Here's how Google Play scans your Android phone

Google has a system enacted through Google Play for Android devices called Verify Apps. Google's latest Android Security State of the Union (for the year 2014) includes clarification on what the company is scanning on your phone – both inside Google Play-downloaded apps and in apps you've downloaded elsewhere. Verify Apps scans your phone's apps for security risks in Google Play apps, and Safety Net provides protection for (and from) apps outside of Google Play. Yes, Google Play is scanning your phone – no, it's not something to freak out about.

Google Play app scanning

Inside your Android smartphone or tablet, if it has Google Play and runs Android 4.2 or later, Verify Apps is hard at work providing you with security services.

This scanning software is searching for Potentially Harmful Applications, also known as PHAs.

Google suggests that a PHA is "any application that can potentially harm the user, their device, or their data."

The first step in this is app scanning before apps are downloaded from Google Play, as part of the application security review process.

"Google's systems use machine learning to see patterns and make connections that humans would not," says Google's 2014 security report on Android. "Google Play analyzes millions of data points, asset nodes, and relationship graphs to build a high-precision security-detection system."

Fourteen different categories used for classifications of PHAs were in use by Google as of 11/1/2014.

• Generic PHA

• Phishing

• Rooting Malicious

• Ransomware

• Rooting

• SMS Fraud

• Backdoor

• Spyware

• Trojan

• Harmful Site

• Windows Threat

• Non-Android Threat

• WAP Fraud

• Call Fraud

Have you never seen a warning from Google about any of the above? You're not alone. According to Google, "the vast majority of application installs are not classified as potentially harmful, so for most installations, the users of Verify Apps will see nothing displayed at the time of install."

Verify Apps worked with Android devices downloaded from Google Play well before the start of 2014. Starting in 2014, Google extended their scanning software suite with a feature called "Safety Net."

Non-Google Play scanning with Safety Net

Safety Net is part of Verify Apps, providing security scanning for all apps, regardless of source of install. Safety Net also "detects and protects against non app-based security threats such as network attacks."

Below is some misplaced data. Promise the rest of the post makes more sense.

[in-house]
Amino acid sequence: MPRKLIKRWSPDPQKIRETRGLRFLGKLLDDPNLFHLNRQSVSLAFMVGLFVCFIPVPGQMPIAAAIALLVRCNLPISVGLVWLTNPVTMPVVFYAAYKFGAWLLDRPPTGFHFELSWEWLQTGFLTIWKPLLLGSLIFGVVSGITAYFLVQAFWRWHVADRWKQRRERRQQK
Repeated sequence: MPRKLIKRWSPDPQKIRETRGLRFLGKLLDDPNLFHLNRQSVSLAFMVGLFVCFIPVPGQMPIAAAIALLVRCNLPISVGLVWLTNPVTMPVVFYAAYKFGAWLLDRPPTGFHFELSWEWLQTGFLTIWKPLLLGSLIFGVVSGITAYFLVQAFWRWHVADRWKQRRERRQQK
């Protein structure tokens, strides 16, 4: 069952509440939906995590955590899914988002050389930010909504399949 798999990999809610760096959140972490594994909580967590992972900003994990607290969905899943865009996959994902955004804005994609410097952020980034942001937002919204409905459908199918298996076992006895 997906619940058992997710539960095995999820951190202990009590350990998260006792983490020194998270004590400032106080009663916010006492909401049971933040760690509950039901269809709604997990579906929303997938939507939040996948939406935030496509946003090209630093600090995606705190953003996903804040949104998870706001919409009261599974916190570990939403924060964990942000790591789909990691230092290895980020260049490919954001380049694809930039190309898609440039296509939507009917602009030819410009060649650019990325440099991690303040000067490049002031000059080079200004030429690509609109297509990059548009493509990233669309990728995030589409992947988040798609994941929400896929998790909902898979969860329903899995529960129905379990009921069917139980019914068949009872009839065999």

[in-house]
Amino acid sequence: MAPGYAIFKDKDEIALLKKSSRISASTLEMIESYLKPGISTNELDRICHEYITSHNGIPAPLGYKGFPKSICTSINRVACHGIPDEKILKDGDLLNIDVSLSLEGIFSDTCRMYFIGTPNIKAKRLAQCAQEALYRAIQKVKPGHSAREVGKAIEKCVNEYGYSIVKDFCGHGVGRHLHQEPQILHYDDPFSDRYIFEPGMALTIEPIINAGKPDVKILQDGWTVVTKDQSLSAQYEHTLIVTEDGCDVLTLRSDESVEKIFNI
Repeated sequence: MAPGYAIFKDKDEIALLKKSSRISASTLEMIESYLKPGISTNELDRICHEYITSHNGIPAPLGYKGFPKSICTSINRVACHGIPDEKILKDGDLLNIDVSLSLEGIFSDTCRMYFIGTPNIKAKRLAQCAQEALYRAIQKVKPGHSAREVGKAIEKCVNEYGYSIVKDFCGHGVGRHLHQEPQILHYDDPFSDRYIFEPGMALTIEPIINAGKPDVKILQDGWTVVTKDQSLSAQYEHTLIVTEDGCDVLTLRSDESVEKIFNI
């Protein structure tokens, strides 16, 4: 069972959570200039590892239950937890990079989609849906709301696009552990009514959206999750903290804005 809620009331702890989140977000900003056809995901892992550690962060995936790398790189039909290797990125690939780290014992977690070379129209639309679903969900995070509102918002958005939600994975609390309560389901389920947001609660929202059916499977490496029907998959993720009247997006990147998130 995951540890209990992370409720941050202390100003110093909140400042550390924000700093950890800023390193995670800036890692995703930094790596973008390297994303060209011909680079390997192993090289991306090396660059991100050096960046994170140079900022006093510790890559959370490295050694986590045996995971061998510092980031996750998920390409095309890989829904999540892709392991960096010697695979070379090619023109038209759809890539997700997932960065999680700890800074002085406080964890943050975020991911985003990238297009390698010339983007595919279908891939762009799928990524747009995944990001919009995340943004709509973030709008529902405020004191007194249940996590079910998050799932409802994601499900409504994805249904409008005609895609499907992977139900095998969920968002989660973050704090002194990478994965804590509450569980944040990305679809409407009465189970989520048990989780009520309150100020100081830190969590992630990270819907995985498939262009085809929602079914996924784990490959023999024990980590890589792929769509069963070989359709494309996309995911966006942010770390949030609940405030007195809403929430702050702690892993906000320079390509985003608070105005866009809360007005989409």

Above you'll see a chart showing growth in installs checked by Verify Apps in 2014. This includes security checks prior to publication for all apps published to Google Play as well as "millions of installs per day from outside of Google Play."

How often is my device being scanned?

According to Google, "by default, device scans are run approximately once per week." They add that this is only by default, and not always true of every device.

Running once per week, said Google, "initially introduced periodic usage spikes that have been gradually removed by introducing randomness into the schedule for each device."

The chart you see above shows how many millions of devices were scanned through the year 2014. The dip in time in June is due to a test Google ran at the time, during which devices were still protected with Verify Apps at install time.

What data is being collected?

Google suggests that Verify Apps "only collects data needed to provide and improve device security." Limited in nature, that is.

Continuing that thought, Google says that Verify Apps "does not access any personal information, nor does it check the physical location of the device."

Scans at Install doesn't check physical location, but it does check "locale." Locale information is used by Google to provide correct language and language characteristics to users for app warnings.

This data also allows Google to make fun charts like the one you see above. Look at all the data without numbers!

Why have I not heard of this before?

Because security isn't exciting. Because it'd be crazy to make a blog dedicated to Android security alone. Because when a good security system is doing its job correctly, you don't even realize it's there.

We've got reports like this one from April of 2014 when Google first added continuous Android app scans in Verify Apps – but again, it's none too exciting for the general public.

How do I turn scanning off?

After all that, you want to turn it off? You silly goose. Lucky you, Google appears to be all about options still, so if you feel so inclined, you can do the following:

1. Open Google Settings – hit the app shortcut button or access through your pull-down options menu.

2. Tap "Security."

3. Tap the on/off button for "Scan device for security threats."

4. Good luck.

NOTE: If you're using a non-Nexus phone (most of you), you might see the option appear as "Verify apps: Block or warn before installing" – or something similar.

If you do choose to turn this option off, let us know why. We'd love to have a chat about it!